In market-driven societies, the philosopher Herbert Marcuse once said, protest is often treated like any other commodity that’s consumed and disposed of. His advice? Make sure your action can’t readily be devoured, digested and discredited. Instead, be sure that those you’re trying to reach have to deal with what you’re driving at.
Gandhi did this by taking a long, suspenseful walk to the sea. The civil rights movement made sure this happened with waves of sit-ins and freedom rides. The Occupy movement got this done by planting its flag in public space and not budging. And now, those resisting the Keystone XL tar sands oil pipeline are doing it by clambering into trees throughout a construction site in Texas.
These activists and Texas landowners are part of an ongoing movement to stop a pipeline that poses enormous immediate and long-term environmental risks — including ecological damage in Canada, potential spills in the U.S. agricultural heartland and the acceleration of climate change. Leading NASA climate scientist James Hansen describes the Keystone XL pipeline as “a fuse to the largest carbon bomb on the planet.”
A campaign called Tar Sands Action put this message on the national radar last year when it organized two weeks of daily sit-ins outside the White House in which 1,253 people were arrested. Several months later, they organized 12,000 people to surround it. While all this helped slow the pipeline’s momentum, it didn’t stop construction entirely, which is why Texans have mounted what they’re calling the Tar Sands Blockade.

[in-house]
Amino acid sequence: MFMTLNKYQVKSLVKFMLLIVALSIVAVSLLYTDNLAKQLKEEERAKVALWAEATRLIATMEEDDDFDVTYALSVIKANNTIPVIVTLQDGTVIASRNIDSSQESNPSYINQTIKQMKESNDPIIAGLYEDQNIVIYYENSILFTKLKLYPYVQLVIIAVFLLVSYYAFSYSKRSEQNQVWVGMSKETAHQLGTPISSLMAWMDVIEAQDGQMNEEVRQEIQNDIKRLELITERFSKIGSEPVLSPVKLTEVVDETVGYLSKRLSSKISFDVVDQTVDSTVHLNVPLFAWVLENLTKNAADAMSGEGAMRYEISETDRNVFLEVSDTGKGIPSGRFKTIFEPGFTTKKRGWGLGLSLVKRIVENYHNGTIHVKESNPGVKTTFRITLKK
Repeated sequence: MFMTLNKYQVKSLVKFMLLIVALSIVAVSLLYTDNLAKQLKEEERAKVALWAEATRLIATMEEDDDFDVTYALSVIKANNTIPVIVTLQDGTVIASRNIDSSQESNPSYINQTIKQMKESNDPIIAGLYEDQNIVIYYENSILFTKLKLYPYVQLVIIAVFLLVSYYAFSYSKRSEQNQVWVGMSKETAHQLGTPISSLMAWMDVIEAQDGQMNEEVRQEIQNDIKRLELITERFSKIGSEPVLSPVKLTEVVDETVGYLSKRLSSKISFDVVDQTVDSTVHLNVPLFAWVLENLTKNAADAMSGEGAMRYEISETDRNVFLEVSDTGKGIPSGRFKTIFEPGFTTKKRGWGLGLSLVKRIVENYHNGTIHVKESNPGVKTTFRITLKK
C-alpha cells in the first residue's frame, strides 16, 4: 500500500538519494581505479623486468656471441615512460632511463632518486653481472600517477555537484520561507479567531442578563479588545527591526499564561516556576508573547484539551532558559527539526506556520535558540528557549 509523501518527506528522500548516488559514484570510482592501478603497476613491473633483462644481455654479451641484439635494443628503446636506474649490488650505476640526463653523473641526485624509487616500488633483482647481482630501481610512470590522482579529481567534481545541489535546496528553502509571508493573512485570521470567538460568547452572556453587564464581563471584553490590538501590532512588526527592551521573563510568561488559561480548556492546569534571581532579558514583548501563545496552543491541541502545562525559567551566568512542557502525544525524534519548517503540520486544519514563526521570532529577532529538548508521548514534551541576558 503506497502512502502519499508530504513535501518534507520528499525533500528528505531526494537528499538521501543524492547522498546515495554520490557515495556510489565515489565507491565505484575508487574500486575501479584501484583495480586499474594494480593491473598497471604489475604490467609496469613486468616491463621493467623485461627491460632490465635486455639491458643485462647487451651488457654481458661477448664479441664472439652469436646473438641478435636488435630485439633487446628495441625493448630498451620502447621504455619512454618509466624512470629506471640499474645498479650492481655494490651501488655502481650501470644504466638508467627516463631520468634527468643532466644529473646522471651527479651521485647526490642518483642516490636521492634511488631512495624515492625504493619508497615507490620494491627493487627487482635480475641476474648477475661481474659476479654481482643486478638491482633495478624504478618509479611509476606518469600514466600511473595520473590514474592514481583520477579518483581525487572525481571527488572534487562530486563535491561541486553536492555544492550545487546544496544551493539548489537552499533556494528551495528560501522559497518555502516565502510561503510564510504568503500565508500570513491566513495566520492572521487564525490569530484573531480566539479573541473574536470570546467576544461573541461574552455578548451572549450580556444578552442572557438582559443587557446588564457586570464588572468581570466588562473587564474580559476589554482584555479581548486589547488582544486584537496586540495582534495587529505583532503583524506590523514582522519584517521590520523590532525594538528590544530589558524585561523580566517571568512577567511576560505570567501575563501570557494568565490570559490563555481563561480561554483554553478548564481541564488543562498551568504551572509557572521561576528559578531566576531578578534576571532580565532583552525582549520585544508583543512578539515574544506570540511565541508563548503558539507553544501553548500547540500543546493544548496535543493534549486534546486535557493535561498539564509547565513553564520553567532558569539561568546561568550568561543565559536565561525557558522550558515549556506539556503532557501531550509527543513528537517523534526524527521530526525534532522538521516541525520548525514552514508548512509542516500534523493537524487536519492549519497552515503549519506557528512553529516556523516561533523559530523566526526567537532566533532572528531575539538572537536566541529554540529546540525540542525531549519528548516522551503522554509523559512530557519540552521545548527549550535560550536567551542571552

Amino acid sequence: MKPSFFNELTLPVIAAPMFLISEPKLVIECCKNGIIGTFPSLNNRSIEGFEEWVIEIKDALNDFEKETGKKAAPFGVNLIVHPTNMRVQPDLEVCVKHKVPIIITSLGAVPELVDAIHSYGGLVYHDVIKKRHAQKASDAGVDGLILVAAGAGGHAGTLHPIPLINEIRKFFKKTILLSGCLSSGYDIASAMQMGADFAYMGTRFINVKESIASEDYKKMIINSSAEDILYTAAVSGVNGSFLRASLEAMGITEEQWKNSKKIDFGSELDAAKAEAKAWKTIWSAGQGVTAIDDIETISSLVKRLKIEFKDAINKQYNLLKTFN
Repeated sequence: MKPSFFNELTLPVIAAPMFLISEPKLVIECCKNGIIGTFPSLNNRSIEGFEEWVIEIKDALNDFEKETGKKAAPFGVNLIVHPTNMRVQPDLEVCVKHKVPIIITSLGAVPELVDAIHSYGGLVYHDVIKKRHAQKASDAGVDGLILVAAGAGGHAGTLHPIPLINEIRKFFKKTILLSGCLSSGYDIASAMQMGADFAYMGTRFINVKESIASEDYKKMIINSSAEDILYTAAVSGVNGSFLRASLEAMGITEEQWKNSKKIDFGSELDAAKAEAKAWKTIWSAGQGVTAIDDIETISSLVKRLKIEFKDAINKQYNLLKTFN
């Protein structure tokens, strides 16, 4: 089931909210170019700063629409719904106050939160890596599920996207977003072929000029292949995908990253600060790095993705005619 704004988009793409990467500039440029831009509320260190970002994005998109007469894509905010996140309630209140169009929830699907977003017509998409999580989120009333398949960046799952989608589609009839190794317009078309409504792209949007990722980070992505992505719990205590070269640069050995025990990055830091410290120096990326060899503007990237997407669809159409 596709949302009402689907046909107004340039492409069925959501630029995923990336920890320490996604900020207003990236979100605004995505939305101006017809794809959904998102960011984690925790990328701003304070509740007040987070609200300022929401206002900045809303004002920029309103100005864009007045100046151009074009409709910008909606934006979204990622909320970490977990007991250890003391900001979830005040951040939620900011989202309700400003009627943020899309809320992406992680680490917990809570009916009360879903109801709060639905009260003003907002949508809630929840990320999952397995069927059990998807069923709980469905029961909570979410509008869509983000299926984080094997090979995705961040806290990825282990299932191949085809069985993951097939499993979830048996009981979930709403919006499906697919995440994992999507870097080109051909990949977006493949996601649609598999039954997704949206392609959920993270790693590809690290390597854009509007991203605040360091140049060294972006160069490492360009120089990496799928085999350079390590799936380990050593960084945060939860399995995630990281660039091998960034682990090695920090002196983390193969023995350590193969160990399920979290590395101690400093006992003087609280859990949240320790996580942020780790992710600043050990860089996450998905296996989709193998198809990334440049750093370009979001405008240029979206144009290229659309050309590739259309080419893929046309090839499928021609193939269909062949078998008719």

Even as Superstorm Sandy was mainstreaming the reality of climate change last week, the blockaders were carrying on a 40-day tree-sit to dramatize and resist policies contributing to the potential multiplication of such a disaster in the future. A series of blog posts on the Tar Sands Blockade’s website illuminate the resolve of not only the tree-sitters to stay put, but also the TransCanada pipeline officials and local law enforcement to remove them. For example, a police operation was conducted last week to remove tree-sitters Lauren and Pika (their last names don’t appear on the blog) via a cherry picker from their 70-foot perch. Eventually they were removed and now face a battery of charges, including fourth degree (state) felony mischief.
This action has won strong support from a wide range of environmental groups, as well as Green Party presidential hopeful Jill Stein, who herself was arrested while resupplying the activists with food and Halloween treats last week. In a statement released by her campaign, Stein said, “I’m here to connect the dots between super storm Sandy and the record heat, drought, and fire we’ve seen this year and this Tar Sands pipeline, which will make all of these problems much worse.”
This is far from the first such tree-sit campaign. A tree-sit was organized to challenge strip mining in 2011 and in 2012. This year the tactic was used to resist fracking and to protest a new biolab in Florida. Other “climbers” have included members of the Ruckus Society, students at the University of California Santa Cruz and the University of California Berkeley. But the most enduring example was Julia Butterfly Hill’s two-year tree-sit in the late 1990s.